Monday, January 30, 2006

Silly iTunes Fun

Chris Lehmann got this ball rolling and I thought it would be fun to play along.

My iTunes, well iPod really, top 10.

1. The Handshake - Bad Religion
2. Sick of it All - The Distillers
3. Dancing Through Sunday - AFI
4. Man With a Mission - Bad Religion
5. Can't Spot It - Bad Religion
6. Fats Terminal - Bone Orchard
7. Dismantle Me - The Distillers
8. Die on a Rope - The Distillers
9. I am Revenant - The Distillers
10. The Gauntlet - Dropkick Murphys

Looks like punk is the flavor of the moment. Good high energy music to keep the heart pumping.

Friday, January 20, 2006

Echo Chamber No More

Lawrence Lessig is a constant source of powerful ideas, but his newest wiki, the Anti-Lessig Reader, is a rather impressive attempt at inviting, as he puts it, "the other side of the story". What better way to get away from the echo than opening the door yourself and inviting in new voices.

So, how can we take this example and use it with students? A wikified debate seems like a logical first step. Small groups of students could take various aspects of a complicated issue and, using the wiki, share the arguments and work toward understanding the depth of the issue.

Of course, given the ease of editing, I can already see students "helpfully" making changes to the opposition's information. What great opportunities for discussing ethics, integrity, and respect for multiple view points.

Wednesday, January 18, 2006

Web-based Resources: The Musical

Today, I presented a number of useful resources available out there on the web to the district's technology committee.

From a show of hands, many of them had heard of and read blogs, which is a great start. Unfortunately, only one other person had a blog, and she admitted that it was in need of an update. Still, this is a start. My hope is that the resources I showed them today help push them toward using these tools in their own lives and in their classrooms.

We started with blogs and, specifically, Class Blogmeister, which is an incredibly teacher friendly way to have students use blogs in a safe, managable way.

Then it was time for wikis. Most had heard of/used wikipedia and used the tech committee wiki I had set up for posting subcommittee work. This is encouraging. Those of us on the tech committee are seen as the ones out in front of the wave (rightly so or otherwise); we need to be using the tools.

We then spent a fair amount of time on bloglines and furl as tools to help control the flow of information. I also showed them how these tools are part of the social, information gathering network, which naturally led to how powerful the sharing of information can become in a classroom.

We wrapped up with SuprGlu. This tool has enormous potential for pulling together all the bits and pieces a class is creating on line. All the furled content, all the blog entries and flickr postings, across multiple classrooms (and even subject areas) gathered together in one place for the students to use.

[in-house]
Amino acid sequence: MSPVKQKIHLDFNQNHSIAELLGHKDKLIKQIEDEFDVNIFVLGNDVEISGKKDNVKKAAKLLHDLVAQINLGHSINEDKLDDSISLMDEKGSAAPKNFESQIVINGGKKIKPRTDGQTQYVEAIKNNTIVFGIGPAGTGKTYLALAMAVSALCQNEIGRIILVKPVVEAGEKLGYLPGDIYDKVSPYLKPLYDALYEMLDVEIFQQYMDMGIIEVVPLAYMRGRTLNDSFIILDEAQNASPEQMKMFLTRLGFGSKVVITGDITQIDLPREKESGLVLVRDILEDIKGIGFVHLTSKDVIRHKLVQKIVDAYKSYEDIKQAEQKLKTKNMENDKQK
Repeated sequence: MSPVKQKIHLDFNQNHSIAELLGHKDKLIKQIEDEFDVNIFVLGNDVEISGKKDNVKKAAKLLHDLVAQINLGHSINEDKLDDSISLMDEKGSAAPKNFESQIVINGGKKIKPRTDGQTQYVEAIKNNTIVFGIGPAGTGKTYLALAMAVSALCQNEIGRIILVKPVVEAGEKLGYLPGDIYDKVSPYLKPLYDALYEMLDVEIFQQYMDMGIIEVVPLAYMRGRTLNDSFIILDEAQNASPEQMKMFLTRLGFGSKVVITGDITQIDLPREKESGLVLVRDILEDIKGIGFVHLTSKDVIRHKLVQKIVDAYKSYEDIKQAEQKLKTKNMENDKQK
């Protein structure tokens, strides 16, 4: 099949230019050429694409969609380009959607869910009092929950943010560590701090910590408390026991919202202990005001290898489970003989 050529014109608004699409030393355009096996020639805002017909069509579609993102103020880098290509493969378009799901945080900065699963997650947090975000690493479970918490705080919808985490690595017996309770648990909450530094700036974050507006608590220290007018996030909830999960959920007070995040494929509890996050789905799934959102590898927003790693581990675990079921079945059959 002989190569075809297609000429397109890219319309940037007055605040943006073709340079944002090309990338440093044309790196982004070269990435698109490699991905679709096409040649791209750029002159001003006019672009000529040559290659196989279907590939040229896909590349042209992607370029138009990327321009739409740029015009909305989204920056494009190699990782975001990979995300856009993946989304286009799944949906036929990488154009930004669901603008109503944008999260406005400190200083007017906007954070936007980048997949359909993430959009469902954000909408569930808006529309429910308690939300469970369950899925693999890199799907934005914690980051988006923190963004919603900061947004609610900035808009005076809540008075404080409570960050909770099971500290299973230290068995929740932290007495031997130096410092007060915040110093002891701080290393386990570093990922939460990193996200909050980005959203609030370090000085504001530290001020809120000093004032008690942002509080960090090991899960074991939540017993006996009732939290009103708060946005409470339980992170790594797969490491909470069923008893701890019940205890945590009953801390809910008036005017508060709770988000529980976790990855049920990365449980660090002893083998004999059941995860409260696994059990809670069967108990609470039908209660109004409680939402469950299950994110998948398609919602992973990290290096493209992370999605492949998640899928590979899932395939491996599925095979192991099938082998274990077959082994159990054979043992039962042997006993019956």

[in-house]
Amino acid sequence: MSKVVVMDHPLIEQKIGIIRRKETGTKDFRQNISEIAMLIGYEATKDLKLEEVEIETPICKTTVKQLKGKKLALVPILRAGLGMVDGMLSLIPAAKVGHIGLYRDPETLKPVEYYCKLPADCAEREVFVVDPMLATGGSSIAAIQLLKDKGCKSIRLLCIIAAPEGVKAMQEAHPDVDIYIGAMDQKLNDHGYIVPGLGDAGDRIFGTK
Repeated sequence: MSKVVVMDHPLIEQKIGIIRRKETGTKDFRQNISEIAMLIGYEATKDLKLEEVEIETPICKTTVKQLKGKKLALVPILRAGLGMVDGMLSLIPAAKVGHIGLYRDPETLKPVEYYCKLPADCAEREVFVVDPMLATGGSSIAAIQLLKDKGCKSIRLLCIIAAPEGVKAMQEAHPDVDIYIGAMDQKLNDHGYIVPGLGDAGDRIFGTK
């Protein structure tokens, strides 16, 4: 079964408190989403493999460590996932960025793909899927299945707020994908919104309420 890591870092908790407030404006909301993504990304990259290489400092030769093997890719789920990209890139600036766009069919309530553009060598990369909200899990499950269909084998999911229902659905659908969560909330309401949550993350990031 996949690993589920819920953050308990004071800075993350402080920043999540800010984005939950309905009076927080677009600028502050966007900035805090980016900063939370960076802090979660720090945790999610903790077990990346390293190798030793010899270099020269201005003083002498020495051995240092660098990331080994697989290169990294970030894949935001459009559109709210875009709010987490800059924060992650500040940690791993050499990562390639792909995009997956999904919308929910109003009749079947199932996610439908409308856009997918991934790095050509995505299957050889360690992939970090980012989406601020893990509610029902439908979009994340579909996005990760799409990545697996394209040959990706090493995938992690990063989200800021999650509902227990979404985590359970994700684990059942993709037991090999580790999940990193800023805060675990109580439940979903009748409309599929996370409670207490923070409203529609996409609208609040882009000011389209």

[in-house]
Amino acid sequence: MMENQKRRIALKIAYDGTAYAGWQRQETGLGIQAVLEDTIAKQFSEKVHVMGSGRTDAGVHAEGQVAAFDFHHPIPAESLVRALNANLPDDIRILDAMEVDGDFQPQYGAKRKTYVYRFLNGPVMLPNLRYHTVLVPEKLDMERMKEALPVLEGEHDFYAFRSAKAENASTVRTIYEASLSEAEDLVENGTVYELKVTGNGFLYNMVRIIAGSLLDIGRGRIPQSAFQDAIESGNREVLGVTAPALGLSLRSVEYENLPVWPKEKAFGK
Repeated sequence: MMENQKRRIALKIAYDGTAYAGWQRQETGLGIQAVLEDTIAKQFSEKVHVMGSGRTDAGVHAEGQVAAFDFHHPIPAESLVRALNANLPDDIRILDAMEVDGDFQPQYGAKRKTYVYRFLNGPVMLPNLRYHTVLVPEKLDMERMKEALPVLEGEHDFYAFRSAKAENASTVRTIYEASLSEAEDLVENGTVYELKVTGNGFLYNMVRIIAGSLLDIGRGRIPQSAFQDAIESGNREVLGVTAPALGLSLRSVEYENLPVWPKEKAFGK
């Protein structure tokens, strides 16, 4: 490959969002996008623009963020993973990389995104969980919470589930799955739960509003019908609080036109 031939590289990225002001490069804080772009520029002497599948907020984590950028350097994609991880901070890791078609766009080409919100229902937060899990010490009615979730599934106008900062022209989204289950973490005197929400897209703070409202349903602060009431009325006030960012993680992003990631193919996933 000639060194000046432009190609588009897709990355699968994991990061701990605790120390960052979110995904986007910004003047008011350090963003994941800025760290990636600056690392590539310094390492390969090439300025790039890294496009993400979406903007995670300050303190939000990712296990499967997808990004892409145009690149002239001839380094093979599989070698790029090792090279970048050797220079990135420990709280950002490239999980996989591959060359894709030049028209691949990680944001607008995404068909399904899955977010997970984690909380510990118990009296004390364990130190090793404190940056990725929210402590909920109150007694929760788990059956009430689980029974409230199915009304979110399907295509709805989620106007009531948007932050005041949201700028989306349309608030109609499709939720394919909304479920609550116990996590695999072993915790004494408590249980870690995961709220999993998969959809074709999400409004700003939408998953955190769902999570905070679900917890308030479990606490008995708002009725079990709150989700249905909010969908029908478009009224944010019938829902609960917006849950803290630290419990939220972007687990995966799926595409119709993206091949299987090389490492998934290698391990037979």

I only had an hour, and I really feel like I ended up blasting through most of it. My hope is that a few bits sink in, here and there, and people start by playing around with these things on their own. I have already been asked to do a more in depth session when we can get together in a lab and really do some hands on work with each of the resources.

Overall, things went well. Anyone visiting from the committee, leave a comment, become part of the conversation, and have fun playing with these new tools.

Sunday, January 08, 2006

Is it Time for Podcasting?

Over the last three or so months I have been really getting into listening to podcasts. I had sampled a few here and there but been turned off by the more aptly titled vanietycast nature of the programming, so I quit listening.

But then Tim Wilson started producing Ed Tech Coast to Coast. Being a fan of Savvy Technologist, I decided to take a listen. The light bulb went off immediately; here there be content.

I was hooked.

With some more digging, I uncovered more content-rich podcasts. Alt.npr's YouthCast is a regular listen. Anyone teaching Romeo and Juliet should listen to the story of NetNet and Rome.

But now, like blogging, I want a better understanding of the tool. How do podcasts work? What tools do I need (I'm not ready for this just yet)? And what do I want to say?

The answer to the opening question seems to be not quite yet, but soon.

Monday, January 02, 2006

Welcome to '06

Being a teacher, the start of the "new year" has always felt a bit off. Nothing really changes for me on January 1. Semester doesn't even switch until the 20th. My new year is the end of August when the students come back from summer vacation.

Still, this seems like the moment to take stock. This time last year, I was only two or three classes into my Master's Degree. Now I am three from the end.

I had just started learning about weblogs, had only written a few posts, and was reading just two or three weblogs regularly. While I still haven't become a consistent, even every other week, blogger; I certainly have become dependent upon my bloglines feeds.

(As an aside, I just ran blogger's spell check and discovered that it doesn't have "blogger" in its dictionary. Spell checkers amuse me; I wonder if other English teachers get the giggles watching how they behave?)

My goal, now, is to start putting all the theory I have been reading into some form of application. There is plenty of "what" and "why" spinning around; I need to develop the "how".

  • How are these web-based resources going to work for me, my classroom, my students, my school, and my district?

  • How am I going to be part of the solution, part of the answer to the problem of getting these tools used?

  • How do I best use these tools and model their use to others?

Part of the answer is using this space more. I need to push myself more to blog the process. To wrestle with the hows in this public space.